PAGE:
Adverse events in diabetic foot infections: a case control study comparing early versus delayed medical treatment after home remedies
Authors Cawich S, Harnarayan P, Islam S, Budhooram S, Ramsewak S, Naraynsingh V
Received 4 August 2014
Accepted for publication 1 October 2014
Published 27 November 2014 Volume 2014:7 Pages 239—243
Checked for plagiarism Yes
Review by Single-blind
Peer reviewer comments 3
Editor who approved publication: Professor Frank Papatheofanis
Shamir O Cawich, Patrick Harnarayan, Shariful Islam, Steve Budhooram, Shivaa Ramsewak, Vijay Naraynsingh
Department of Clinical Surgical Sciences, University of the West Indies, St Augustine Campus, Trinidad and Tobago, West Indies
Background: The aim of conventional medical therapy in diabetic foot infections is to control infection, thereby reducing amputation rates, infectious morbidity, and death. Any delay incurred during a trial of home remedies could allow an infection to progress unchecked, increasing the risk of these adverse outcomes. This study sought to determine the effects of delayed operative interventions and amputations in these patients.
Methods: A questionnaire study targeting all consecutive patients admitted with diabetic foot infection was carried out over 1 year. Two groups were defined, ie, a medical therapy group comprising patients who sought medical attention after detecting their infection and a home remedy group comprising those who voluntarily chose to delay medical therapy in favor of home remedies. The patients were followed throughout their hospital admissions. We recorded the duration of hospitalization and number of operative debridements and amputations performed.
Results: There were 695 patients with diabetic foot infections, comprising 382 in the medical therapy group and 313 in the home remedy group. Many were previously hospitalized for foot infections in the medical therapy (78%) and home remedy (74.8%) groups. The trial of home remedies lasted for a mean duration of 8.9 days. The home remedy group had a longer duration of hospitalization (16.3 versus 8.5 days; P<0.001), more operative debridements (99.7% versus 94.5%; P<0.001), and more debridements per patient (2.85 versus 2.45; P<0.001). Additionally, in the home remedy group, there was an estimated increase in expenditure of US $10,821.72 US per patient and a trend toward more major amputations (9.3% versus 5.2%; P=0.073).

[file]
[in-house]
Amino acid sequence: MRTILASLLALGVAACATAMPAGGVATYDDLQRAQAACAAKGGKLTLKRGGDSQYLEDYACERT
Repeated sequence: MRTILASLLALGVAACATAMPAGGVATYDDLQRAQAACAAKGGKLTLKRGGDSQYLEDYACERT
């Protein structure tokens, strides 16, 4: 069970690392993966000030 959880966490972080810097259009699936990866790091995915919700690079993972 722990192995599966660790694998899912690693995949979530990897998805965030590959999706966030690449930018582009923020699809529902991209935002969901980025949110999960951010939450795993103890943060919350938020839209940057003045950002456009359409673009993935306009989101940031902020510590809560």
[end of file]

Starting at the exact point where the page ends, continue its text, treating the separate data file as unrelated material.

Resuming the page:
Conclusion: There are negative outcomes when patients delay conventional medical therapy in favour of home remedies to treat diabetic foot infections. These treatments need not be mutually exclusive. We encourage persons with diabetes who wish to try home remedies to seek medical advice in addition as a part of holistic care.
Keywords: diabetic foot infections, adverse events, medical treatment, home remedies
Diabetic foot infections take a heavy toll on health care resources in the Caribbean. Each year, the Government of Trinidad and Tobago spends $85 million US dollars solely to treat patients hospitalized with diabetic foot infections.1 Despite this, these patients have poor clinical outcomes, with age-standardized amputation rates of 54 per 100,000 persons in the group aged 30–60 years.2
In an attempt to improve outcomes, the Government of Trinidad and Tobago implemented a “three-tiered approach” to limit the impact of diabetic foot infections: the first tier attempted to prevent foot infections by optimizing metabolic control and promoting healthy lifestyles;3–5 the second tier promoted early detection and prompt treatment of foot infections when they did occur;6–8 and the third tier facilitated research to make local data available for development of evidence-based treatment protocols suited to the local environment.9,10
This multidisciplinary approach was designed to address all aspects of diabetic foot infections, but the caveat is that the patients must utilize the services. Any factor delaying access to these services will render the “three-tier approach” ineffective. Our anecdotal experience was that many persons with diabetes mellitus had a strong cultural belief that home remedies could cure diabetic foot infections. Consequently, our patients often presented late with advanced foot infections or systemic sepsis only after a trial of home remedies had failed.
We hypothesized that the delay incurred during a trial of home remedies could allow infections to progress unchecked, increasing the need for operative procedures and the risk of amputation. This study sought to determine the effect of the delay during a trial of home remedies on hospitalization and operative interventions in these patients.
Materials and methods
After securing approval from the local institutional review board, we performed an observational study following all consecutive patients with diabetic foot infections admitted to tertiary care hospitals in Trinidad and Tobago. In this environment, local institutional protocols called for admission and in-hospital management if any of the following were present: systemic signs of infection, evidence of deep tissue infection (osteomyelitis, gangrene, deep-seated collections), leukocytosis, metabolic derangements, critical limb ischemia, limited outpatient support, or any social circumstance that renders patients unable to adequately care for themselves.6